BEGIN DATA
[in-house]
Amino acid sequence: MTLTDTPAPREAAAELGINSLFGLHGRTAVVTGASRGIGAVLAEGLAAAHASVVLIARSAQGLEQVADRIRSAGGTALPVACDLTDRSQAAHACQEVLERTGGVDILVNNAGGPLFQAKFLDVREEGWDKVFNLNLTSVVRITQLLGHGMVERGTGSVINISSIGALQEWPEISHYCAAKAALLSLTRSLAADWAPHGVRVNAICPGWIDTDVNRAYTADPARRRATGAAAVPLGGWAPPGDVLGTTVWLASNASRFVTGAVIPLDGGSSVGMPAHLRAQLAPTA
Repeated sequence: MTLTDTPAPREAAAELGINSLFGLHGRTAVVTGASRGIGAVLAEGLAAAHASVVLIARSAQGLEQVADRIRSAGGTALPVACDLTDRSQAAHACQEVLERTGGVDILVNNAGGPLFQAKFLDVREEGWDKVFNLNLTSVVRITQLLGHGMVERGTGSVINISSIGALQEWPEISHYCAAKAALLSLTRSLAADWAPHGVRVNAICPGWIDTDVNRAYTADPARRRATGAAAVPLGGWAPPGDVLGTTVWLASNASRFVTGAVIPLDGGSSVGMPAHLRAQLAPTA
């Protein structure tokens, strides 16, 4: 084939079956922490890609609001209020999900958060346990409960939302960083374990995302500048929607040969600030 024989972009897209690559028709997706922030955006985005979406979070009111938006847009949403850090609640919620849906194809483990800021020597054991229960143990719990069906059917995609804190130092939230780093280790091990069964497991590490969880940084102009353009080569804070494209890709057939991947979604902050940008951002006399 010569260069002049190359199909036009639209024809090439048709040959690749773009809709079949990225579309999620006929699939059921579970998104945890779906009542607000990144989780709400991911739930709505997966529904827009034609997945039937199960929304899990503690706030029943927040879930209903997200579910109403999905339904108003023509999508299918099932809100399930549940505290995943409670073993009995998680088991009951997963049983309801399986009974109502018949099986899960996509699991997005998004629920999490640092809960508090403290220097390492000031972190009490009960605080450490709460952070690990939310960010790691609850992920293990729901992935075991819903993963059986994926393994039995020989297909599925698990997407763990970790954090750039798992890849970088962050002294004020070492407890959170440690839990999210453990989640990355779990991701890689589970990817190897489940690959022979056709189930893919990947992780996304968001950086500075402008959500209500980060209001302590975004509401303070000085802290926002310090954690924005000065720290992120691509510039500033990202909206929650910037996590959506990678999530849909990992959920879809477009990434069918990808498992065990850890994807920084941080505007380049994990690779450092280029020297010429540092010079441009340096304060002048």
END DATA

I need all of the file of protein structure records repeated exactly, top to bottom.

[in-house]
Amino acid sequence: MTLTDTPAPREAAAELGINSLFGLHGRTAVVTGASRGIGAVLAEGLAAAHASVVLIARSAQGLEQVADRIRSAGGTALPVACDLTDRSQAAHACQEVLERTGGVDILVNNAGGPLFQAKFLDVREEGWDKVFNLNLTSVVRITQLLGHGMVERGTGSVINISSIGALQEWPEISHYCAAKAALLSLTRSLAADWAPHGVRVNAICPGWIDTDVNRAYTADPARRRATGAAAVPLGGWAPPGDVLGTTVWLASNASRFVTGAVIPLDGGSSVGMPAHLRAQLAPTA
Repeated sequence: MTLTDTPAPREAAAELGINSLFGLHGRTAVVTGASRGIGAVLAEGLAAAHASVVLIARSAQGLEQVADRIRSAGGTALPVACDLTDRSQAAHACQEVLERTGGVDILVNNAGGPLFQAKFLDVREEGWDKVFNLNLTSVVRITQLLGHGMVERGTGSVINISSIGALQEWPEISHYCAAKAALLSLTRSLAADWAPHGVRVNAICPGWIDTDVNRAYTADPARRRATGAAAVPLGGWAPPGDVLGTTVWLASNASRFVTGAVIPLDGGSSVGMPAHLRAQLAPTA
């Protein structure tokens, strides 16, 4: 084939079956922490890609609001209020999900958060346990409960939302960083374990995302500048929607040969600030 024989972009897209690559028709997706922030955006985005979406979070009111938006847009949403850090609640919620849906194809483990800021020597054991229960143990719990069906059917995609804190130092939230780093280790091990069964497991590490969880940084102009353009080569804070494209890709057939991947979604902050940008951002006399 010569260069002049190359199909036009639209024809090439048709040959690749773009809709079949990225579309999620006929699939059921579970998104945890779906009542607000990144989780709400991911739930709505997966529904827009034609997945039937199960929304899990503690706030029943927040879930209903997200579910109403999905339904108003023509999508299918099932809100399930549940505290995943409670073993009995998680088991009951997963049983309801399986009974109502018949099986899960996509699991997005998004629920999490640092809960508090403290220097390492000031972190009490009960605080450490709460952070690990939310960010790691609850992920293990729901992935075991819903993963059986994926393994039995020989297909599925698990997407763990970790954090750039798992890849970088962050002294004020070492407890959170440690839990999210453990989640990355779990991701890689589970990817190897489940690959022979056709189930893919990947992780996304968001950086500075402008959500209500980060209001302590975004509401303070000085802290926002310090954690924005000065720290992120691509510039500033990202909206929650910037996590959506990678999530849909990992959920879809477009990434069918990808498992065990850890994807920084941080505007380049994990690779450092280029020297010429540092010079441009340096304060002048």